Skip to main content

Rio de Janeiro Olympics Athletics Day Five Japanese Results

by Brett Larner

20-year-old Miyuki Uehara (Team Daiichi Seimei) became only the second Japanese woman ever to qualify for an Olympic 5000 m final, boldly fruntrunning her heat to make it through on the fifth day of athletics competition at the Rio de Janeiro Olympics.  Just 6th at June's National Championships, her 15:21.40 PB was enough to put her on the Olympic team over three athletes ahead of her without the Olympic standard.  Pre-race her coach Sachiko Yamashita, the 1991 Tokyo World Championships marathon silver medalist and 1992 Barcelona Olympics marathon 4th-placer, told her simply, "Be aggressive."  Uehara took that to heart.

Rocketing out at sub-15 pace close to the Japanese national record while the rest of the field completely ignored her, she quickly had a lead of at least 50 m. It's been relatively common in recent years to see Japanese runners frontrun on the track at world-level championships but rarely so dramatically.  Leading past 3000 m without ever looking back Uehara was inevitably caught late in the race, but where the field has always sailed by Japanese runners in her position she repeatedly surged to stay with it.  7th in 15:23.41 just two seconds off her PB she unexpectedly made it through to the final on time.  The only other time a Japanese woman has ever made it, Michiko Shimizu in Atlanta, Uehara was eight months old.  "I wanted to be assertive," she said post-race.  "I didn't pay any attention to what was going on behind me."

Four-time national champion Misaki Onishi and all-time Japanese #5 Ayuko Suzuki both ran in the second 5000 m heat.  Suffering a recent injury that kept her out of the 10000 m, Suzuki was clearly not her regular self, leading the first 1000 m at a conservative 3:07 before sliding back toward the rear of the pack where she finished.  Onishi ran up to expectations, staying in the middle of the field and finishing 9th in 15:29.17 out of contention for the final. But Uehara was the revelation of the day.  In the last year or so she ran the fastest-ever Japanese women's road 5 km outside Japan at the Carlsbad 5000, ran a 10000 m PB at Payton Jordan, and scored the best-ever Japanese placing at the Bolder Boulder 10 km when she took 2nd.  The message seems clear but is one almost entirely lost on the collective mind of the Japanese corporate system: when you race seriously overseas it prepares you to race seriously overseas when you really need to.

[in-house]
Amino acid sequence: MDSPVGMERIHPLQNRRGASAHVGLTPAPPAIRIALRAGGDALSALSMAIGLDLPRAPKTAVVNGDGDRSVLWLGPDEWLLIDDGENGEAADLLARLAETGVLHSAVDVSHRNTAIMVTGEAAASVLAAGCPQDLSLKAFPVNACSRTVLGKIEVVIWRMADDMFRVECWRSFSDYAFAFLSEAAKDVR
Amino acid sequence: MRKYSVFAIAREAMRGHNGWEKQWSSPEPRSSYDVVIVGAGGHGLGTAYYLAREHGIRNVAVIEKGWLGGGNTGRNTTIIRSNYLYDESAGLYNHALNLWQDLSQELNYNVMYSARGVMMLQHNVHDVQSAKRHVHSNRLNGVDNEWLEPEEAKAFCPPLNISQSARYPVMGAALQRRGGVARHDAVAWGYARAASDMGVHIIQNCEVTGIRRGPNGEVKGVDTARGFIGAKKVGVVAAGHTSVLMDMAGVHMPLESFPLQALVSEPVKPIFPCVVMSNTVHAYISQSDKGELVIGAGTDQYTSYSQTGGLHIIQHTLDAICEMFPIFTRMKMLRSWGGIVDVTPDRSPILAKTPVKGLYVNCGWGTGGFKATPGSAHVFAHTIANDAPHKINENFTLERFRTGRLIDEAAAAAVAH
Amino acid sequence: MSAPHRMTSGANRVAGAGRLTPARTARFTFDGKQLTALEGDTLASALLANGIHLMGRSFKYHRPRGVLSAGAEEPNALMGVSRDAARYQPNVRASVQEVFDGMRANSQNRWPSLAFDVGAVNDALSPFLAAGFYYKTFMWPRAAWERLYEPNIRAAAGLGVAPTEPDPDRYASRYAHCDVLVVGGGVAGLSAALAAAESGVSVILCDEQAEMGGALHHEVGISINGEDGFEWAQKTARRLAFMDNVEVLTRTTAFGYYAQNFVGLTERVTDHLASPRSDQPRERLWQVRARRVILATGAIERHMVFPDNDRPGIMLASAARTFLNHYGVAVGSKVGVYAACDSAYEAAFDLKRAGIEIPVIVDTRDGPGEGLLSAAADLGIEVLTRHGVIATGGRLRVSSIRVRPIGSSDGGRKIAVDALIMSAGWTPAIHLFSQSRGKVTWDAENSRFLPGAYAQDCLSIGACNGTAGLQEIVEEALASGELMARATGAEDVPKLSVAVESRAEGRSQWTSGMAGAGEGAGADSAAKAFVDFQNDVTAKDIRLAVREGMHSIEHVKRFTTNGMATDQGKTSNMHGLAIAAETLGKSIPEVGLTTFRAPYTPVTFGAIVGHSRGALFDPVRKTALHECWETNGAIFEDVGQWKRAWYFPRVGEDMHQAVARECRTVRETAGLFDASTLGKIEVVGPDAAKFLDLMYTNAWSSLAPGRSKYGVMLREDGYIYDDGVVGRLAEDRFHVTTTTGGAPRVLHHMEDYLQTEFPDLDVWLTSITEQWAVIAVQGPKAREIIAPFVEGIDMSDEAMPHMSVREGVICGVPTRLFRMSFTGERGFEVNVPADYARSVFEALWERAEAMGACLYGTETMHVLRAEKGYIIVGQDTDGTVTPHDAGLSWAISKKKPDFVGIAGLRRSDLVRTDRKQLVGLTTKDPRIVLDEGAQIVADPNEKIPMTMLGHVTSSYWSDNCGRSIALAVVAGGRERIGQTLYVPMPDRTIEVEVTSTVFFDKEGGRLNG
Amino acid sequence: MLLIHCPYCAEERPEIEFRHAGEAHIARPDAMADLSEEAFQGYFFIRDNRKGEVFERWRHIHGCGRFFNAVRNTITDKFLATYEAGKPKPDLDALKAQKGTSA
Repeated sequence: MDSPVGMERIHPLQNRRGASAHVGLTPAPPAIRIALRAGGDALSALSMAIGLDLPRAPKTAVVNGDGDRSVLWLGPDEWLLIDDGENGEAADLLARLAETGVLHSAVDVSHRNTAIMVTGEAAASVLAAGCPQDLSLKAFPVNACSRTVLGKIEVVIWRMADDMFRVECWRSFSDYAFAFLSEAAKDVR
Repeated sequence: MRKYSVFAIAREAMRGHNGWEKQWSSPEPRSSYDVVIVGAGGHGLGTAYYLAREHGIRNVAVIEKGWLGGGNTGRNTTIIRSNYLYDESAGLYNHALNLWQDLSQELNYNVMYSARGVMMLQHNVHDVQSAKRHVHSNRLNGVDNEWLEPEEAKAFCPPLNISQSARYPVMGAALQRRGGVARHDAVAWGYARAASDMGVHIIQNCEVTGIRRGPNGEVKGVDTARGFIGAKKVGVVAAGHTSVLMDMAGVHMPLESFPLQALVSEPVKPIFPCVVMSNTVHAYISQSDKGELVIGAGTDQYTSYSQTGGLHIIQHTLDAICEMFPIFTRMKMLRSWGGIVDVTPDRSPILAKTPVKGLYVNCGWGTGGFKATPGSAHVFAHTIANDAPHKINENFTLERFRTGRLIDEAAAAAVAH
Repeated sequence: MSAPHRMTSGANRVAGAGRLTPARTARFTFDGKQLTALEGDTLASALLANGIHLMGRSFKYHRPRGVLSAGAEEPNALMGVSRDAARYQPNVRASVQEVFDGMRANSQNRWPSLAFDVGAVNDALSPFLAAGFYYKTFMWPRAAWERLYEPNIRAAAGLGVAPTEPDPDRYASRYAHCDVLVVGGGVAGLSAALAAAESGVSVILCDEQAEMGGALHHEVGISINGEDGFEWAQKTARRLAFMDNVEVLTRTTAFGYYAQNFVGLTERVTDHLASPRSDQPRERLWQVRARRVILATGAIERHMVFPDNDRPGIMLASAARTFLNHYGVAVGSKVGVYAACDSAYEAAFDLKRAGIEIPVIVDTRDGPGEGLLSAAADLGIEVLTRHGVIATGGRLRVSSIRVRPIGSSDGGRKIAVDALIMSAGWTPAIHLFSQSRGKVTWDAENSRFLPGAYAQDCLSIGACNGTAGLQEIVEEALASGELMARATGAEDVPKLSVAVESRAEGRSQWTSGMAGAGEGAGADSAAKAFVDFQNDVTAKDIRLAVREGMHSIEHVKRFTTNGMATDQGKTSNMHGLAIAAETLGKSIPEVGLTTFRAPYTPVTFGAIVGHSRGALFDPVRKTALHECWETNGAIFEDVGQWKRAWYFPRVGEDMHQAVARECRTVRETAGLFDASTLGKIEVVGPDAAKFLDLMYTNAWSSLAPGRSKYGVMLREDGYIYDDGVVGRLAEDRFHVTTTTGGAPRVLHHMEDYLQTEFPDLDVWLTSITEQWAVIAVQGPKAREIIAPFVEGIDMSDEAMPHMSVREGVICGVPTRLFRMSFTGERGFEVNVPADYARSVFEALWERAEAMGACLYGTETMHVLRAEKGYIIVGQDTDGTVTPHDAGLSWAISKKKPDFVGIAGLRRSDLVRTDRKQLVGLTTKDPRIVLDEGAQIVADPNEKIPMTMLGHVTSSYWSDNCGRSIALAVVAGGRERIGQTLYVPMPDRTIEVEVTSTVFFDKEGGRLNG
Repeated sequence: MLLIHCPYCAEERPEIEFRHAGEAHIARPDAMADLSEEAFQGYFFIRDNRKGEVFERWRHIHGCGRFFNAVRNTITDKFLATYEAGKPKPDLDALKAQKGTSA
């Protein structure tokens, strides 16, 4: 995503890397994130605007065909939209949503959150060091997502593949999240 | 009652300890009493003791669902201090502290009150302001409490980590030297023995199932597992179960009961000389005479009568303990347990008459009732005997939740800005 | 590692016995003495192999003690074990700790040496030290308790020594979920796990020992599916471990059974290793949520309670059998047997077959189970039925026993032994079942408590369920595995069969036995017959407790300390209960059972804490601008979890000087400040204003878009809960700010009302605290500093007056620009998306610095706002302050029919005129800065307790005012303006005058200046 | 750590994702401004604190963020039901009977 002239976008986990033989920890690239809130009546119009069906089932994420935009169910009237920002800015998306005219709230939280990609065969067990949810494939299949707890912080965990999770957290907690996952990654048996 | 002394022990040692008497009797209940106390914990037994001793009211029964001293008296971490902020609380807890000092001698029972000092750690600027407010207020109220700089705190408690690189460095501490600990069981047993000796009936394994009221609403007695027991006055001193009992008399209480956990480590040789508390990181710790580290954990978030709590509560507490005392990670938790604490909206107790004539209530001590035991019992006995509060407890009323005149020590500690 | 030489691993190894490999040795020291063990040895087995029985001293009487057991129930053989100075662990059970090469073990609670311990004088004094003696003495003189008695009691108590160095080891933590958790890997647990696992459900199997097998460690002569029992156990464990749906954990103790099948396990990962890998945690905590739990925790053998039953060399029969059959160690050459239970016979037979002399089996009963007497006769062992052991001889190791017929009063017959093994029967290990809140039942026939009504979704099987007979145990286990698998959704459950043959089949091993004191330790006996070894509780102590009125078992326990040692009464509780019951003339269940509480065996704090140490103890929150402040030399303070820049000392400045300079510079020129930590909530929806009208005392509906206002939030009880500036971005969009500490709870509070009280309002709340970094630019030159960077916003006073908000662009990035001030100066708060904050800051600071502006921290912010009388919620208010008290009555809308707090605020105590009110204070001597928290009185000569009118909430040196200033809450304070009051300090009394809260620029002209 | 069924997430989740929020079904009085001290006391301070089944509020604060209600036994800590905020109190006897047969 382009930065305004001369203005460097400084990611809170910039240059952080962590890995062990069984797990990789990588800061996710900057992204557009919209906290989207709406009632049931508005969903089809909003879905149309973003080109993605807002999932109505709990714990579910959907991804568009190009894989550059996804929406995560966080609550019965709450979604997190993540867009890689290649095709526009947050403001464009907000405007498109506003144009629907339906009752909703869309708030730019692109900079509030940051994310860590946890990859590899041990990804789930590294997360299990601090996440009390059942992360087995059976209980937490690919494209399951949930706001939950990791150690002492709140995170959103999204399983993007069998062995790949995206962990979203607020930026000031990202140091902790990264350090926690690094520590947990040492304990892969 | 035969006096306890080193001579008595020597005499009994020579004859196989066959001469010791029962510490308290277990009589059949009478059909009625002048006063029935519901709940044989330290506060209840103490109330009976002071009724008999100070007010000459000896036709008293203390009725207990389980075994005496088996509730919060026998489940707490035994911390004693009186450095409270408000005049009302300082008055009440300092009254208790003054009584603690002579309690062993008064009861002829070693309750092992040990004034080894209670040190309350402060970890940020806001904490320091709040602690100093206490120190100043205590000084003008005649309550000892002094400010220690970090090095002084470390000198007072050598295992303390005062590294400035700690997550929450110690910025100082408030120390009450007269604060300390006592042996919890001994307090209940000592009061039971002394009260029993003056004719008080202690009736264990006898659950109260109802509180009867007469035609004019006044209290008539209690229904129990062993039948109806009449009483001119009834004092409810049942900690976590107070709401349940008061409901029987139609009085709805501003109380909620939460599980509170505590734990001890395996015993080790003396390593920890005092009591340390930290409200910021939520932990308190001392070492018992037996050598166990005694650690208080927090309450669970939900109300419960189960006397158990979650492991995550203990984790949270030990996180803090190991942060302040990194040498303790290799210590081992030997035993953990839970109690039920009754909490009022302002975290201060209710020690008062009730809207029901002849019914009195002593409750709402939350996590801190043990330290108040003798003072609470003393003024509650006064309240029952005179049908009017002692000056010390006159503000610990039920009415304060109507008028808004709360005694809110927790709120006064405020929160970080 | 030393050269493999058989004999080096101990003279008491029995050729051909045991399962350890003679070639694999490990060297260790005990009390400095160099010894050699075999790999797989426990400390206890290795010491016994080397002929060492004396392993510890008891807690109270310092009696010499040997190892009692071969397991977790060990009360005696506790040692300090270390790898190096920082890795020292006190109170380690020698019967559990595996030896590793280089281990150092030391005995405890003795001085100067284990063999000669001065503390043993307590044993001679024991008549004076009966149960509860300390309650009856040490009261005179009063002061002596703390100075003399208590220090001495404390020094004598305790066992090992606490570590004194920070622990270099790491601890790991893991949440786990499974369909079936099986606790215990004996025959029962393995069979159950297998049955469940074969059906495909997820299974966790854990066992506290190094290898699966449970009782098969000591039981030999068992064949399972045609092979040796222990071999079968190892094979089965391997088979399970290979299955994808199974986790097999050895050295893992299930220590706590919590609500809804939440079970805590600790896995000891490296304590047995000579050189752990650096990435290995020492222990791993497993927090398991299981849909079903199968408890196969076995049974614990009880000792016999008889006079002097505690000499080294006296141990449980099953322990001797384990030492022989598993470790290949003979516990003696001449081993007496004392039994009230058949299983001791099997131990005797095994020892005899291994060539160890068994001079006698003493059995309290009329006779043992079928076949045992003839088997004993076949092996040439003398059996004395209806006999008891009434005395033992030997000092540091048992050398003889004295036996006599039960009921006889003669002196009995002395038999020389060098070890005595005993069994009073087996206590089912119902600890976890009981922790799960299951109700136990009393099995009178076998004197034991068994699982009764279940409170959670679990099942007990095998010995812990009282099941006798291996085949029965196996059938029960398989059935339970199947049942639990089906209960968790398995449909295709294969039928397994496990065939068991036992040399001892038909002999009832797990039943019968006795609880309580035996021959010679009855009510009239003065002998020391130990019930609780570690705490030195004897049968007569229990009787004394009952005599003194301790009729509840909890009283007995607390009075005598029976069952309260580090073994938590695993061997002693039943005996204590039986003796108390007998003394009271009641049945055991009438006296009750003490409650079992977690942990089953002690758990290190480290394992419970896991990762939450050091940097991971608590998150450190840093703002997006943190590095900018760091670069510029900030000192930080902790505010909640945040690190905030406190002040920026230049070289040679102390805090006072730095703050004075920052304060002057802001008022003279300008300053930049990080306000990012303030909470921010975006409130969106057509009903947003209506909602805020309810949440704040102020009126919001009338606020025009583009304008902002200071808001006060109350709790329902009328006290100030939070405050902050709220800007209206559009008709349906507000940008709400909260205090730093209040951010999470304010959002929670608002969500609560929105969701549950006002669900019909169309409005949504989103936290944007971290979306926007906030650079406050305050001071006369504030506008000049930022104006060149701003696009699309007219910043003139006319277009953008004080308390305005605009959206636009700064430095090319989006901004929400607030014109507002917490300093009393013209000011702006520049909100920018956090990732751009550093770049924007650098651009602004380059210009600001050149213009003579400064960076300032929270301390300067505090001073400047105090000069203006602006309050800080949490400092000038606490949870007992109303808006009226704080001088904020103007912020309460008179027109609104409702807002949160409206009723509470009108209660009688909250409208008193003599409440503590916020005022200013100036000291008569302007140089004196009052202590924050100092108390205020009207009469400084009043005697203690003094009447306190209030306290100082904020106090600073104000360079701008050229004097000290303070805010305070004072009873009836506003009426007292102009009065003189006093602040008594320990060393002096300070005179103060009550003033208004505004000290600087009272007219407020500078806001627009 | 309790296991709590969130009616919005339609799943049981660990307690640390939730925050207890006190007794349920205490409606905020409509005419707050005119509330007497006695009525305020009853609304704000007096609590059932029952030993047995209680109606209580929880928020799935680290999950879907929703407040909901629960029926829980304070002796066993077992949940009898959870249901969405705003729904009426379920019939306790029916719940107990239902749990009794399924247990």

There is a lot of hope for the future of Japanese men's sprinting, but in the 200 m realization of that hope was not to be found.  All-time Japanese #2 Shota Iizuka (Mizuno), #3 Kenji Fujimitsu (Zenrin) and #4 Kei Takase (Team Fujitsu) all got stopped in the opening round despite being ranked near the tops of their heats.  400 m hurdles national champion Keisuke Nozawa (Mizuno) was likewise eliminated in the semi-final, in 2nd until the last hurdle but dropping to 6th.  Women's long jump national champion Konomi Kai (Volver) and women's javelin national record holder Yuki Ebihara (Suzuki Hamamatsu AC) were both far from their bests, finishing near the bottom of their events in the qualification round and missing out on their finals.

Rio de Janeiro Olympics
Aug. 16, 2016
click here for complete results

Men's 200 m Heat Three +0.3 m/s
1. Salem Eid Yaqoob (Bahrain) - 20.19 - Q, NR
2. Ramil Guliyev (Turkey) - 20.23 - Q
3. Aaron Brown (Canada) - 20.23
-----
4. Shota Iizuka (Japan) - 20.49

Men's 200 m Heat Five -1.5 m/s